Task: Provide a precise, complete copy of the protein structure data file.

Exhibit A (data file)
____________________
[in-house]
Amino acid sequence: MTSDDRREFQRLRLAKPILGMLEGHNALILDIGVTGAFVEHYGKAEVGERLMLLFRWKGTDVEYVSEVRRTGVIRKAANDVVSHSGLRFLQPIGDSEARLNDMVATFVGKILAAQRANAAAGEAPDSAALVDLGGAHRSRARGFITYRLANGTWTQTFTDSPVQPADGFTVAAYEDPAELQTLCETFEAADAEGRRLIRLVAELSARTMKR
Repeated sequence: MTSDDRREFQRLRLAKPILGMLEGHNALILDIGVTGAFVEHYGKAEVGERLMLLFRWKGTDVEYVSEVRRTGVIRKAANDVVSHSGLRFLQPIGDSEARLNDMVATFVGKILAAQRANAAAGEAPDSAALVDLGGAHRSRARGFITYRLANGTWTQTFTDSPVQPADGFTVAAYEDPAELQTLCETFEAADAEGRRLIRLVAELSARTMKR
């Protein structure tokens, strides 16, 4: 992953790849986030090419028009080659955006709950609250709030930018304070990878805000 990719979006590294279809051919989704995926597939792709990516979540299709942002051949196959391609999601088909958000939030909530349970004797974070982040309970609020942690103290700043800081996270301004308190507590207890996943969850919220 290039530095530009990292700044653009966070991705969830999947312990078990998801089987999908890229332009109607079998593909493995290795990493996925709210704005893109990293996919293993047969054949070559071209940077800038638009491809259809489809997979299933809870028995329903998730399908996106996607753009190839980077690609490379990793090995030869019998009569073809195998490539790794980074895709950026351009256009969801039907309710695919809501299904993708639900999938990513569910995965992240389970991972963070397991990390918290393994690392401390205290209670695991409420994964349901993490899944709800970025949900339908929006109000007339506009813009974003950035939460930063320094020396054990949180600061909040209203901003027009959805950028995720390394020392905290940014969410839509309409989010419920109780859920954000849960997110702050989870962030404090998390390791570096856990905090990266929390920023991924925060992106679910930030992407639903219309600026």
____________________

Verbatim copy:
[in-house]
Amino acid sequence: MTSDDRREFQRLRLAKPILGMLEGHNALILDIGVTGAFVEHYGKAEVGERLMLLFRWKGTDVEYVSEVRRTGVIRKAANDVVSHSGLRFLQPIGDSEARLNDMVATFVGKILAAQRANAAAGEAPDSAALVDLGGAHRSRARGFITYRLANGTWTQTFTDSPVQPADGFTVAAYEDPAELQTLCETFEAADAEGRRLIRLVAELSARTMKR
Repeated sequence: MTSDDRREFQRLRLAKPILGMLEGHNALILDIGVTGAFVEHYGKAEVGERLMLLFRWKGTDVEYVSEVRRTGVIRKAANDVVSHSGLRFLQPIGDSEARLNDMVATFVGKILAAQRANAAAGEAPDSAALVDLGGAHRSRARGFITYRLANGTWTQTFTDSPVQPADGFTVAAYEDPAELQTLCETFEAADAEGRRLIRLVAELSARTMKR
């Protein structure tokens, strides 16, 4: 992953790849986030090419028009080659955006709950609250709030930018304070990878805000 990719979006590294279809051919989704995926597939792709990516979540299709942002051949196959391609999601088909958000939030909530349970004797974070982040309970609020942690103290700043800081996270301004308190507590207890996943969850919220 290039530095530009990292700044653009966070991705969830999947312990078990998801089987999908890229332009109607079998593909493995290795990493996925709210704005893109990293996919293993047969054949070559071209940077800038638009491809259809489809997979299933809870028995329903998730399908996106996607753009190839980077690609490379990793090995030869019998009569073809195998490539790794980074895709950026351009256009969801039907309710695919809501299904993708639900999938990513569910995965992240389970991972963070397991990390918290393994690392401390205290209670695991409420994964349901993490899944709800970025949900339908929006109000007339506009813009974003950035939460930063320094020396054990949180600061909040209203901003027009959805950028995720390394020392905290940014969410839509309409989010419920109780859920954000849960997110702050989870962030404090998390390791570096856990905090990266929390920023991924925060992106679910930030992407639903219309600026």